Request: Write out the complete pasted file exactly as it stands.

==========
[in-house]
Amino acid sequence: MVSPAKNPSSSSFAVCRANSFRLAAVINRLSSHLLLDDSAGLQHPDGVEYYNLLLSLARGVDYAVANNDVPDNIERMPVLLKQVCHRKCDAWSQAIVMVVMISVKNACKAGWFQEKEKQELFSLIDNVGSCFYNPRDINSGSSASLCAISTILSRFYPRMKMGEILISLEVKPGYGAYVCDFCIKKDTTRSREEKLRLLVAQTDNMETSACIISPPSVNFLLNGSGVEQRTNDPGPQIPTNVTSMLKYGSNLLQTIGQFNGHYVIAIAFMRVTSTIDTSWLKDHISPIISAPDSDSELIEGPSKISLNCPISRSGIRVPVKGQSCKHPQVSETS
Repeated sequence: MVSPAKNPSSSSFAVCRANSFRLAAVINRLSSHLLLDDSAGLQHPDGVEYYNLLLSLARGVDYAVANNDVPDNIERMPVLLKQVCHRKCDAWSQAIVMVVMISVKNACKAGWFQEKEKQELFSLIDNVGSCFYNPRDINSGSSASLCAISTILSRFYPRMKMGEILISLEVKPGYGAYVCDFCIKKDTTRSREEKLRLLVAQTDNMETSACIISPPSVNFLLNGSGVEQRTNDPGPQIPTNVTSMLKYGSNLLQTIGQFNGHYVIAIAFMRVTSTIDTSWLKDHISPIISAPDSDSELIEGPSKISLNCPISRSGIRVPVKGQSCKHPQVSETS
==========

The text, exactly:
[in-house]
Amino acid sequence: MVSPAKNPSSSSFAVCRANSFRLAAVINRLSSHLLLDDSAGLQHPDGVEYYNLLLSLARGVDYAVANNDVPDNIERMPVLLKQVCHRKCDAWSQAIVMVVMISVKNACKAGWFQEKEKQELFSLIDNVGSCFYNPRDINSGSSASLCAISTILSRFYPRMKMGEILISLEVKPGYGAYVCDFCIKKDTTRSREEKLRLLVAQTDNMETSACIISPPSVNFLLNGSGVEQRTNDPGPQIPTNVTSMLKYGSNLLQTIGQFNGHYVIAIAFMRVTSTIDTSWLKDHISPIISAPDSDSELIEGPSKISLNCPISRSGIRVPVKGQSCKHPQVSETS
Repeated sequence: MVSPAKNPSSSSFAVCRANSFRLAAVINRLSSHLLLDDSAGLQHPDGVEYYNLLLSLARGVDYAVANNDVPDNIERMPVLLKQVCHRKCDAWSQAIVMVVMISVKNACKAGWFQEKEKQELFSLIDNVGSCFYNPRDINSGSSASLCAISTILSRFYPRMKMGEILISLEVKPGYGAYVCDFCIKKDTTRSREEKLRLLVAQTDNMETSACIISPPSVNFLLNGSGVEQRTNDPGPQIPTNVTSMLKYGSNLLQTIGQFNGHYVIAIAFMRVTSTIDTSWLKDHISPIISAPDSDSELIEGPSKISLNCPISRSGIRVPVKGQSCKHPQVSETS